Service Design services
Below are some examples of the services we provide:
- User Research (including: literature review; qualitative surveys, ethnography; observation; interviews; etc.);
- User focused discovery;
- Persona development;
- Journey Mapping;
- Service Blueprinting;
- Idea generation; and
- Prototyping and testing.
If you want to explore the potential of taking a service design approach to improve the effectiveness and efficiency of services your branch deliver then please contact us on email@example.com. Alternatively, if you would be interested in learning more about Service Design you can review some of our case studies and/or contact us on the address upon.
There is often disconnect between how governments design policies and how people actually behave. Sometimes traditional policy assumes people have unlimited brain power or will power—when, in reality, there is often a gap between what people intend to do, and what they end up doing.
‘Common sense’ assumptions about why people do or do not act as we expect can lead us astray. For example, we routinely underestimate the impact of the situation on others’ behaviour (see The Fundamental Attribution Error). If someone is late paying a fee, for example, we make assumptions that the reason they are late is something internal to them – their motivation, personality, or education – rather than due to external factors such as the clarity of the payment instructions or the financial resources they have at the time.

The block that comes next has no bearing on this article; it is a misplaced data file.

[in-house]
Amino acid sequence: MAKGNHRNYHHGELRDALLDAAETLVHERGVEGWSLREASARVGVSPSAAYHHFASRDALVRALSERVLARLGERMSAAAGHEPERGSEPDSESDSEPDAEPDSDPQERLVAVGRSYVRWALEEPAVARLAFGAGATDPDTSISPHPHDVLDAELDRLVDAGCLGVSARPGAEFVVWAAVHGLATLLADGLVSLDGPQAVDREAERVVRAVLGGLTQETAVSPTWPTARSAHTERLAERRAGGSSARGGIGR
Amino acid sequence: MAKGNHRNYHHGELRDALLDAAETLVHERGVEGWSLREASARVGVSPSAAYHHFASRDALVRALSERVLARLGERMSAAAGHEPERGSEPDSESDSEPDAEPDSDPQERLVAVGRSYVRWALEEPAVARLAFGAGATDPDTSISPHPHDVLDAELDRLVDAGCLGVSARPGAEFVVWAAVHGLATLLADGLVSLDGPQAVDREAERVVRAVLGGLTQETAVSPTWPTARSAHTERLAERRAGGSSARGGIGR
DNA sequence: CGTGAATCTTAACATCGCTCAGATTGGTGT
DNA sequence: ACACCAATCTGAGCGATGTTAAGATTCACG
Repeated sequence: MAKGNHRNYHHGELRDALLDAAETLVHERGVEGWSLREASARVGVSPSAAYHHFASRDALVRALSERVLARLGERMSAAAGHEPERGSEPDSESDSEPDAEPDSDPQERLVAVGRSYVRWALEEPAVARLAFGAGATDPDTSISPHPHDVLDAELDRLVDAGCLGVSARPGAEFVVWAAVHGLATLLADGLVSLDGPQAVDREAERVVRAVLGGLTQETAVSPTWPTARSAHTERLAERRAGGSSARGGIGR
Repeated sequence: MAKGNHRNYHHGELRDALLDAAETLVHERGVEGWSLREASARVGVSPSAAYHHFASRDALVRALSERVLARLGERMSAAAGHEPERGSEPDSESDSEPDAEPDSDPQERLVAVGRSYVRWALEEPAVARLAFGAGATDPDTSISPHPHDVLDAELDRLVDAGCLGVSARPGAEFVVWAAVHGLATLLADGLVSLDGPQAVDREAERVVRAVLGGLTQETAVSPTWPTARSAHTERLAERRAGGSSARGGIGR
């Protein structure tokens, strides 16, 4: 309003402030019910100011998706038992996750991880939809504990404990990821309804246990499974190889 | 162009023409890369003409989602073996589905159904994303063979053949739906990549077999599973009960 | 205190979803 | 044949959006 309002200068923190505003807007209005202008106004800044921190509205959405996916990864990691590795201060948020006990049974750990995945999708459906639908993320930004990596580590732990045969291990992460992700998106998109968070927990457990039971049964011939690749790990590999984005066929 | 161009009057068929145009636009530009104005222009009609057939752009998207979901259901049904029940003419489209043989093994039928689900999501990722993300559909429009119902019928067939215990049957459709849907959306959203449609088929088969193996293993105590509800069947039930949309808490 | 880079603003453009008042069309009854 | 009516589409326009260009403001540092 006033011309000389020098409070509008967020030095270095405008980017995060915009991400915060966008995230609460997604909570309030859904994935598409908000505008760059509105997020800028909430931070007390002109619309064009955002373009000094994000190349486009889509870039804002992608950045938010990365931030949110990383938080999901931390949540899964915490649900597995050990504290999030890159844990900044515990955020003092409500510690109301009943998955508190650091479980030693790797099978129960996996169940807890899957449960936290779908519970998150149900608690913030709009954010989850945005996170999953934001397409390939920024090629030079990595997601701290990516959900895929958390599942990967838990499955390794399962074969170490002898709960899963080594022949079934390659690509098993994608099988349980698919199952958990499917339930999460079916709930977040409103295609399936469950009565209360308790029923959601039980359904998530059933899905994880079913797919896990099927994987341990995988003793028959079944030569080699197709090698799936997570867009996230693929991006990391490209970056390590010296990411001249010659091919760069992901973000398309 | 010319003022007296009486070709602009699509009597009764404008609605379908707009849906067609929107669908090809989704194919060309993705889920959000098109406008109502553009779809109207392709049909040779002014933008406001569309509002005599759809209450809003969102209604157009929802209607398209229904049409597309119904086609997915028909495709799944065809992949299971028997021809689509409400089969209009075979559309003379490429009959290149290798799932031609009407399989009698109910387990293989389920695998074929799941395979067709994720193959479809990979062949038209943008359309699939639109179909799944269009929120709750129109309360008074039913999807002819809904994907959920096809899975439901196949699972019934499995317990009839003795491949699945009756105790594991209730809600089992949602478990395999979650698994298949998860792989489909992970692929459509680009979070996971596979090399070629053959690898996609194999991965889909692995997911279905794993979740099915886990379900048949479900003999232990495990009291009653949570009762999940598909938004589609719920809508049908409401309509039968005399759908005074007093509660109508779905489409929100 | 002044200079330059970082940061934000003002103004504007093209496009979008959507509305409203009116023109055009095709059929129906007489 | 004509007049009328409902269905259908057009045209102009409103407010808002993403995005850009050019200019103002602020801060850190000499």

If assumptions about the cause of behaviour are wrong, and if we design solutions overly focused on our assumptions, then the solutions we design will likely have little effect. In our example, although it may be important to highlight the importance of paying a fee in general, people are more likely to pay if the process of paying is as simple as possible.
Behavioural science is the scientific study of behaviour – what enables it, what prevents it, and how best to elicit and maintain it. It involves exploring the barriers to action, looking for ways to change the content and delivery of current policies and services (using the EAST framework), and designing new policies or services – at either the system or individual level – to shift behaviour towards a desired goal (using the Behaviour Change Wheel).
There are now numerous examples of how behavioural science has led to effective policymaking, service development and communications.